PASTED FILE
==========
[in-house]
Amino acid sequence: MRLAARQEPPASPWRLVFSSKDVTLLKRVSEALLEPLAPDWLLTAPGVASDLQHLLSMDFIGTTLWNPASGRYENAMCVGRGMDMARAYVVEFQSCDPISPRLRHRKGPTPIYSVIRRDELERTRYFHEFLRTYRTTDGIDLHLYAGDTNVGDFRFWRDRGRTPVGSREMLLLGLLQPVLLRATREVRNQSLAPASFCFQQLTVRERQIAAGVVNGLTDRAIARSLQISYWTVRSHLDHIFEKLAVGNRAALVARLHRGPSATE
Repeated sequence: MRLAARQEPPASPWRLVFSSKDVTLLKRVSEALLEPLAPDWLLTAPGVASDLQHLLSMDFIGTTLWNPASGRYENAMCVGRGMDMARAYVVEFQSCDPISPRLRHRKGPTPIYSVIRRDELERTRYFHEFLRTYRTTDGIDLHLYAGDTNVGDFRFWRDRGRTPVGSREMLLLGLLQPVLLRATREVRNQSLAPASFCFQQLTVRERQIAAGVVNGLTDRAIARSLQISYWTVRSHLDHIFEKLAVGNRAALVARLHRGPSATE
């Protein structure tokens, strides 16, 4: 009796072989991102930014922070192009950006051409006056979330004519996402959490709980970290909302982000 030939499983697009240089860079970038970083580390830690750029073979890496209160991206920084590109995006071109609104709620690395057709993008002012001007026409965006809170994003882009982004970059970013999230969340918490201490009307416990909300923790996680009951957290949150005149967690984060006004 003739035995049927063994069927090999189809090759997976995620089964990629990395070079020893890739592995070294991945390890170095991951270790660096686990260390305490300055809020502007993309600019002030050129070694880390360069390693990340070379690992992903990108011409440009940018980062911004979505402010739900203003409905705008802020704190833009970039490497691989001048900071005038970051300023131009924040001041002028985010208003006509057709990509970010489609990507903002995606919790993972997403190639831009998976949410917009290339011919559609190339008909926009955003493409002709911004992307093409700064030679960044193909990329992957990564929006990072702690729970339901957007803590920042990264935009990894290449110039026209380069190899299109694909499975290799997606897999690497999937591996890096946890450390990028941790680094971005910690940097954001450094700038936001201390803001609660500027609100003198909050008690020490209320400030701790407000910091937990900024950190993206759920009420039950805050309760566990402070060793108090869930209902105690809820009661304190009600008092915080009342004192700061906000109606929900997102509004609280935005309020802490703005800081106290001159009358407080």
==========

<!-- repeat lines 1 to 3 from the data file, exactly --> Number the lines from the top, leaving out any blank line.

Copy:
[in-house]
Amino acid sequence: MRLAARQEPPASPWRLVFSSKDVTLLKRVSEALLEPLAPDWLLTAPGVASDLQHLLSMDFIGTTLWNPASGRYENAMCVGRGMDMARAYVVEFQSCDPISPRLRHRKGPTPIYSVIRRDELERTRYFHEFLRTYRTTDGIDLHLYAGDTNVGDFRFWRDRGRTPVGSREMLLLGLLQPVLLRATREVRNQSLAPASFCFQQLTVRERQIAAGVVNGLTDRAIARSLQISYWTVRSHLDHIFEKLAVGNRAALVARLHRGPSATE
Repeated sequence: MRLAARQEPPASPWRLVFSSKDVTLLKRVSEALLEPLAPDWLLTAPGVASDLQHLLSMDFIGTTLWNPASGRYENAMCVGRGMDMARAYVVEFQSCDPISPRLRHRKGPTPIYSVIRRDELERTRYFHEFLRTYRTTDGIDLHLYAGDTNVGDFRFWRDRGRTPVGSREMLLLGLLQPVLLRATREVRNQSLAPASFCFQQLTVRERQIAAGVVNGLTDRAIARSLQISYWTVRSHLDHIFEKLAVGNRAALVARLHRGPSATE